Welcome to Lowered Expectations, week 29 edition! Each week, we go about posting chalkboards and GIFs of the weekend’s best open-play shot attempts which did not quite live up to expectations (and rarely do we update this paragraph). We look at each one and not only evaluate the results, but also the process leading to them.Read More
Recently we introduced Expected Possession Goals (xPG) as an experimental metric. In our latest article, we introduced four uses of xPG. Like any good experiment, things are subject to change as you take input. To help xPG be a little easier to consume, we’re updating some of the terms to be more understandable:
Chance xPG (formerly called Positive xPG) is the total value of a possession based on weighted values gained from actions such as ball-winning actions, passes, dribbles and shots. It is assigned to all the players involved in a possession. A player or team with high Chance xPG is getting the ball into higher opportunity areas for a shot. Chance xPG is expressed in a positive value.
Shot xPG (formerly called Successful xPG) is the total Chance xPG earned by possessions ending in a shot. Players and teams with a high Shot xPG relative to Chance xPG are ones which are good at turning chances into shots. Easy, right?Read More
Last week in Part One of this series, we looked at the overall player value rating and it’s underlying method, top players, its validity, and year-to-year consistency. In this part, we’ll turn to the categories of events make up the overall rating, and examine what can be gleaned from these subcategories.
Player Value Subcategories
The main goal of the player value metric is quantifying a player’s overall contribution to a team winning. But recognizing players help teams in different ways; I decided to track where the “value” was coming from. This led me to break down the overall player value into eight subcategories; (1) shot value, (2) turnovers (defense actions), (3) shot blocks (defense actions), (4) pass value, (5) turnover or loss-of-possession value, (6) movement value, (7) F-up value (conceding PKs and red cards), and (8) goalkeeper value. In addition, I have found it useful to create a sub-index of actions associated with “playmakers”; which is called the Create Index and consists of the Pass Value, Turnover/LOP Value and Movement Value added together.Read More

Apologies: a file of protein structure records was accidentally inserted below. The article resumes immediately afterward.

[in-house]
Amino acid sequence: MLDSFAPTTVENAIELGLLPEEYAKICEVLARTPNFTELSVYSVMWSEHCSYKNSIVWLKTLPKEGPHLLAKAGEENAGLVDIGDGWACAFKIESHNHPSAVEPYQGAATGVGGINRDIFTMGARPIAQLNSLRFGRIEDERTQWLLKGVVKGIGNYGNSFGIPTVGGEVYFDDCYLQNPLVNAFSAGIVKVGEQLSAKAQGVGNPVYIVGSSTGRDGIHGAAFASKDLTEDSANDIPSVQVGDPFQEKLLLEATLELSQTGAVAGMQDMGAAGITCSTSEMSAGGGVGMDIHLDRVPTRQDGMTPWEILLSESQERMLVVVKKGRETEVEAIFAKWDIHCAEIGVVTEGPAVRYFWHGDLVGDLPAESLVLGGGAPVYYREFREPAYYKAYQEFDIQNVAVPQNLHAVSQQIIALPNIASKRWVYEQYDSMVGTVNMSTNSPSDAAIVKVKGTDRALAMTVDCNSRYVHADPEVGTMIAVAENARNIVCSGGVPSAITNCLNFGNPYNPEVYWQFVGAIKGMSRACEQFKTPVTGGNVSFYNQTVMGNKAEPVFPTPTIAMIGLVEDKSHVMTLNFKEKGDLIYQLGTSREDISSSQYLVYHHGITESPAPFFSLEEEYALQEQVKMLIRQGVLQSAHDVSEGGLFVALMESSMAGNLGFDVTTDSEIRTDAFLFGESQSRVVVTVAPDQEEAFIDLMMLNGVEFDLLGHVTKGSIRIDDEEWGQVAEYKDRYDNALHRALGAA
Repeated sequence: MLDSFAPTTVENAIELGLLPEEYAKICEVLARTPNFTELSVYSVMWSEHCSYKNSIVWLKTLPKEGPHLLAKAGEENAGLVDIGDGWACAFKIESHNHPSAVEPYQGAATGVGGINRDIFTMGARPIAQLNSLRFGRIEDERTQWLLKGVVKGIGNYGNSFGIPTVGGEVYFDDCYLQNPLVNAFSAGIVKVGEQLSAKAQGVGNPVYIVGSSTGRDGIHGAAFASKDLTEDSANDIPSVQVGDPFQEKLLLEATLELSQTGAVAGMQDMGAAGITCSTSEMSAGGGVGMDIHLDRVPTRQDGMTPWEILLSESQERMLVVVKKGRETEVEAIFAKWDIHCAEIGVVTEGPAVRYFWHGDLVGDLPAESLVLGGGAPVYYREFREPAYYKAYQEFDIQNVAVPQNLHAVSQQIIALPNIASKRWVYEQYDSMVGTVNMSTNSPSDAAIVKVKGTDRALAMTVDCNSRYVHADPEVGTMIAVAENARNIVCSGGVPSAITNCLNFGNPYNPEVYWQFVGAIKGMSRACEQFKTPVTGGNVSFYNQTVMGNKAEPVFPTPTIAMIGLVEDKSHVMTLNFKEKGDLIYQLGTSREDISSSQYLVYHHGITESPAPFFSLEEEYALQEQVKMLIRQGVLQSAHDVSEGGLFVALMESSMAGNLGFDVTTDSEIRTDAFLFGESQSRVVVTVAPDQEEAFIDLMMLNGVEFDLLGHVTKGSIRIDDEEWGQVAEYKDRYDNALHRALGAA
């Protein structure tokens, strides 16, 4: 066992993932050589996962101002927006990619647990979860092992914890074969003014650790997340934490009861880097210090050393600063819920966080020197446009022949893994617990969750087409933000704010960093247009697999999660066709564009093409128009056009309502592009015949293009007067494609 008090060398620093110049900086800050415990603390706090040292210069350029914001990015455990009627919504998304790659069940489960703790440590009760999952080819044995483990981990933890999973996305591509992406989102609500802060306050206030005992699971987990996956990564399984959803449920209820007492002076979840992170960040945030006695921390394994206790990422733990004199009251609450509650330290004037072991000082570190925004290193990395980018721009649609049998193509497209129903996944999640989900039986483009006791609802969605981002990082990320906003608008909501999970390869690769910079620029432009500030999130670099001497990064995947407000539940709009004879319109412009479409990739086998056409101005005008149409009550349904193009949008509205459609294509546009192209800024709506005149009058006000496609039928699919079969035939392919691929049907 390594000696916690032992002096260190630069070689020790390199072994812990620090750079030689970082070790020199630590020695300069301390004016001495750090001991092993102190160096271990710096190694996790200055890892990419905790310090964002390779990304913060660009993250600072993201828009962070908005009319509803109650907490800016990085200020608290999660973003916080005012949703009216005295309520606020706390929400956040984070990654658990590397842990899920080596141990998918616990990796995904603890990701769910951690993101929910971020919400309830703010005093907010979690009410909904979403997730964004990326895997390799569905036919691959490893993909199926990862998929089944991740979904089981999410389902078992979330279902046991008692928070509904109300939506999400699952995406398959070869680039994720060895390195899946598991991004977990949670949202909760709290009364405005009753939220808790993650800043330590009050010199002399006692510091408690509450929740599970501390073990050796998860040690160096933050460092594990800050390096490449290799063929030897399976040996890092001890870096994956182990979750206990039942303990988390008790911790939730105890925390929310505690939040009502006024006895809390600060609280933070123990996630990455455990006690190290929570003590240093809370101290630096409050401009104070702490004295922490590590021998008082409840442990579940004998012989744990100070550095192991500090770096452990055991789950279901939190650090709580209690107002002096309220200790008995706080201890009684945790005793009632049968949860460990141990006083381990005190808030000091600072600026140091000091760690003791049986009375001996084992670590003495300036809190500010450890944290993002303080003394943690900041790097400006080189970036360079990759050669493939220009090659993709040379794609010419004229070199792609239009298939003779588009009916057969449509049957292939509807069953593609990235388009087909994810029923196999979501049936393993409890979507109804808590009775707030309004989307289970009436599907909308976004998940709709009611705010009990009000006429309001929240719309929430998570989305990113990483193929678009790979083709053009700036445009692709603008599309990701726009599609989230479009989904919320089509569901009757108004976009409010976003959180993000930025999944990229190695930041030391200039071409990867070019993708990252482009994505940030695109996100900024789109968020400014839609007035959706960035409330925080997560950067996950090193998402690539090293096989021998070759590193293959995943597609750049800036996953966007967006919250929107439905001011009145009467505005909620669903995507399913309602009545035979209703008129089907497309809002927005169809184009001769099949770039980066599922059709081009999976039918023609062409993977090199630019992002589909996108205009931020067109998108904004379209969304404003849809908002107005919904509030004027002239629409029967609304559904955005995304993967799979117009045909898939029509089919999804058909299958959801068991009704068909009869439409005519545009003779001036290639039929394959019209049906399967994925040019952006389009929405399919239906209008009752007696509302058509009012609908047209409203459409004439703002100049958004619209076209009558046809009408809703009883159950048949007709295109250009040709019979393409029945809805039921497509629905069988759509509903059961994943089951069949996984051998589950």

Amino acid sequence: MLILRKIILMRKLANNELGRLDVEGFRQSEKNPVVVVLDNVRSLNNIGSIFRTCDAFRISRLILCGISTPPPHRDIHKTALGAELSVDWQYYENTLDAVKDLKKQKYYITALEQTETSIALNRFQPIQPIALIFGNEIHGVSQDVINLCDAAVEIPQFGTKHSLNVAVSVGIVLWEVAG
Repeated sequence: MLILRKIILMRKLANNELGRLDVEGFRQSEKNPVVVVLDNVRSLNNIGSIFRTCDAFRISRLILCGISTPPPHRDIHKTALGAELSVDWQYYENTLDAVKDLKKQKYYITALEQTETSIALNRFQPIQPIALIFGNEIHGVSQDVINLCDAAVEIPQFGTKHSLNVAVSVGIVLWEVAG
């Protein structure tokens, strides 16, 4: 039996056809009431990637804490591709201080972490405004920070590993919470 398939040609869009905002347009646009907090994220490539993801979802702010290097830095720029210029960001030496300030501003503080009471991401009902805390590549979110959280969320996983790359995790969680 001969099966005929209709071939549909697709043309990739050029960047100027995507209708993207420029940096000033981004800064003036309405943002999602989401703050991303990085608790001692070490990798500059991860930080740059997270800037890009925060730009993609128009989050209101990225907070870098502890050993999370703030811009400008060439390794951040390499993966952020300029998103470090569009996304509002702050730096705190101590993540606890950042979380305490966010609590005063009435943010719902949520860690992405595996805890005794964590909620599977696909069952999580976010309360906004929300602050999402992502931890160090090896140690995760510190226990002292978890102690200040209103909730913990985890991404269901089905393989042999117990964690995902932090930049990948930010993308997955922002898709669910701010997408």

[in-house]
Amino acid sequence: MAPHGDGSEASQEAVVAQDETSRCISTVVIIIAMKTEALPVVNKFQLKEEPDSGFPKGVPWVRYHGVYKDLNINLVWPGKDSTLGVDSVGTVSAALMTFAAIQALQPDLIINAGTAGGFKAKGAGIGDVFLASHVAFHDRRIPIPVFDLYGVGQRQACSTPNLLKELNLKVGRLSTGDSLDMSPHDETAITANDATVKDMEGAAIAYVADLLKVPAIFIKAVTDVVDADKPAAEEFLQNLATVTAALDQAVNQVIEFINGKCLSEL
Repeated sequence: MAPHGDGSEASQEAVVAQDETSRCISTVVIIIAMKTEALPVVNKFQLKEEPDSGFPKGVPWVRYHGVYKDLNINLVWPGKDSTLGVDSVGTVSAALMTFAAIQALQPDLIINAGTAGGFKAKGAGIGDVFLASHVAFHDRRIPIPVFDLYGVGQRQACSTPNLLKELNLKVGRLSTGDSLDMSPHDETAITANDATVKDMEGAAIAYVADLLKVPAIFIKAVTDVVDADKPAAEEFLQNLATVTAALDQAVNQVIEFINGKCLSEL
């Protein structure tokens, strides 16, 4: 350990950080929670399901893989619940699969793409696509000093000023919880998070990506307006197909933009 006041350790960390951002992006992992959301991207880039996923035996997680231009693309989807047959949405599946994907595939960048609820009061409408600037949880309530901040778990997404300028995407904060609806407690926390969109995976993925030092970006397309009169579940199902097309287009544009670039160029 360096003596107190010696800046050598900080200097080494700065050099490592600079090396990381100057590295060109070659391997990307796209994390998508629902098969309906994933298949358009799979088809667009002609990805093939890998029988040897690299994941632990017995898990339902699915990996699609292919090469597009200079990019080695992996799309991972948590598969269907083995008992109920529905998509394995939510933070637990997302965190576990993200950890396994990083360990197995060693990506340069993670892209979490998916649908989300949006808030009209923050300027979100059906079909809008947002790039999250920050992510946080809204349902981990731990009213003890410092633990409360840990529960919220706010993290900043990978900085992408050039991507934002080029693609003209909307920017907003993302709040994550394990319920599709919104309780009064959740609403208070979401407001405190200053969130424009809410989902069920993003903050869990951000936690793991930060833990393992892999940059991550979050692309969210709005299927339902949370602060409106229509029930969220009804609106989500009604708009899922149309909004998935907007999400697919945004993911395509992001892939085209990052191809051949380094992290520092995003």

Coaching the New York Red Bulls must be a dream for most managers in North America's soccer circle, but Chris Armas also has had one of the toughest tasks in MLS. A mid-season takeover is never easy, let alone the takeover of a contender from the legendary Jesse Marsch. The Red Bulls organization may have boasted that they focus on the same pressing style starting from the academy, but everyone has their own unique ideas they want to implement. Armas is treading a fine line: he is introducing new elements while also keeping what was working for Marsch. The Red Bulls are still playing a similar style of soccer, so it appears Armas has been making quantitative, rather than qualitative, changes. Deciphering those changes will require some analytics techniques.
I first look at how New York has fared under the two managers using different variants of Expected Possession Goal (xPG). I recommend you read that full article, but in short it’s a score that measures the risks a team bears vs the rewards it creates. In short, Negative xPG measures the risks a team bears, while Mistake xPG measures the amount of turnovers a team commits from those risks.Read More
The MLS playoff drama is peaking with all but a half dozen teams dreaming of postseason glory. All the teams have played their tactical cards by now and the chess matches from here on out should be very entertaining. It’s therefore high time to look at a model whose goal is to examine the very chess moves that teams are making and look for insights. The Proactivity Score (Pscore), an attempt to numerically represent a teams basic tactical approach, has been updated through August 27th and there are some interesting new trends. Here’s a chart of where teams stand:Read More